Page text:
Then we got creative, and we turned our backs to the orchestra. In order to more fully address the issues, we decided to face the audience. Dandelion Africa started the campaign and program, Boys for Change to educate our boys and men on what it really means for a woman to undergo Female Genital Mutilation, and the effects of gender based violence. Village-based capacity building meetings were conducted to educate and involve men in the discussion of how FGM and gender based violence (GBV) affects both women and men, and how culture plays a part in the lack of response from men and boys with respect to violence and suppression of women and girls.
With over 1,500 boys and men in the Boys for Change program today, we have learned that we cannot hope to have a lasting solution to gender based violence without the involvement of men and boys in women’s rights movements. We have learned that when we ignore the powers in our context that change or reverse all our efforts as women, we will not fully achieve our freedoms. The greatest liberation for our community has been to recognize the role of boys and men in reducing gender based violence. We cannot clap with one hand, and the more we try, the longer it will take to find a strategy to clap.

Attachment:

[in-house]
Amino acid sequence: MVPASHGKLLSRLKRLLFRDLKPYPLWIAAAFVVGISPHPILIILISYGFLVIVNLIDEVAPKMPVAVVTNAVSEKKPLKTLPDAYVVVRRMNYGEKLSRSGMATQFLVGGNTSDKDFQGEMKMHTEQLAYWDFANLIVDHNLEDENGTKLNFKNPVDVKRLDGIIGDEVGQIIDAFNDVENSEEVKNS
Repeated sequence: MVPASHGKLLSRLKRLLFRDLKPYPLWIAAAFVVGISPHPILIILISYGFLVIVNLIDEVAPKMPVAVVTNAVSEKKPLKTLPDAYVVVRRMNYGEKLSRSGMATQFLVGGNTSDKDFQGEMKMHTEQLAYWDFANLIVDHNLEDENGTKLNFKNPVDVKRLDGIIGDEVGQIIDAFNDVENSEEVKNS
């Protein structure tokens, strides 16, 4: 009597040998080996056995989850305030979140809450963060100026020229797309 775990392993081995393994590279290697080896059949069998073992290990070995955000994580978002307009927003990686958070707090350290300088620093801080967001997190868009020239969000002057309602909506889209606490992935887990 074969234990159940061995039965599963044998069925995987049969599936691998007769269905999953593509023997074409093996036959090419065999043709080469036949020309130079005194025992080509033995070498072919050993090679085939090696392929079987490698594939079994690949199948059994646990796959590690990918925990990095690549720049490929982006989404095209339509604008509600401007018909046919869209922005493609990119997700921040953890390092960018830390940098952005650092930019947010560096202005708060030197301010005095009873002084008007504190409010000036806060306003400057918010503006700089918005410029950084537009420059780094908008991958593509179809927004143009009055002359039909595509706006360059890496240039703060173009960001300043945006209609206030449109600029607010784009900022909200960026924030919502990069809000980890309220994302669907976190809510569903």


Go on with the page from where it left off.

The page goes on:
History has shown that when the first campaigns started Reclaim the night marches/ Take back the night in the 1970s’, it would be assumed that the struggle for women’s freedoms from various harmful practices and violations, would be a thing of the past by 2017. We currently have the #metoo campaign on social media, which shows us that even for me, sitting in a remote village in rural Kenya, the struggle continues.
In order to move forward, it is imperative that we involve boys and men. Contrary to beliefs that men know the effects of some of these harmful practices, including FGM and GBV, most do not know. We have lived in a world where we are building the capacities of girls because they have been affected the most. But we tend to forget that in any culture, here in the village or abroad, power is power. And if that power is not addressed, it will always water down all the efforts for change including gender equality.
At Dandelion Africa, we have learned that when boys understand what is removed during FGM for instance, they are shocked at the pain and the effects it has on girls. And by us working with men and boys as allies to fight against FGM and GBV, not just teaching them so that they can remember, we gain their support to fight retrogressive practices that hinder women and girls from attaining their full potential. Our villages have abandoned practices like FGM, and GBV has significantly reduced.
As an organization, we believe that the key to sustainable change is the involvement of boys and men in these conversations, not just to tell them to support women, but involving them in every aspect. If we do not change our strategy to our approach in women’s rights movements, we will have an impact only as fast as a snail in a marathon.
It’s time to face the audience.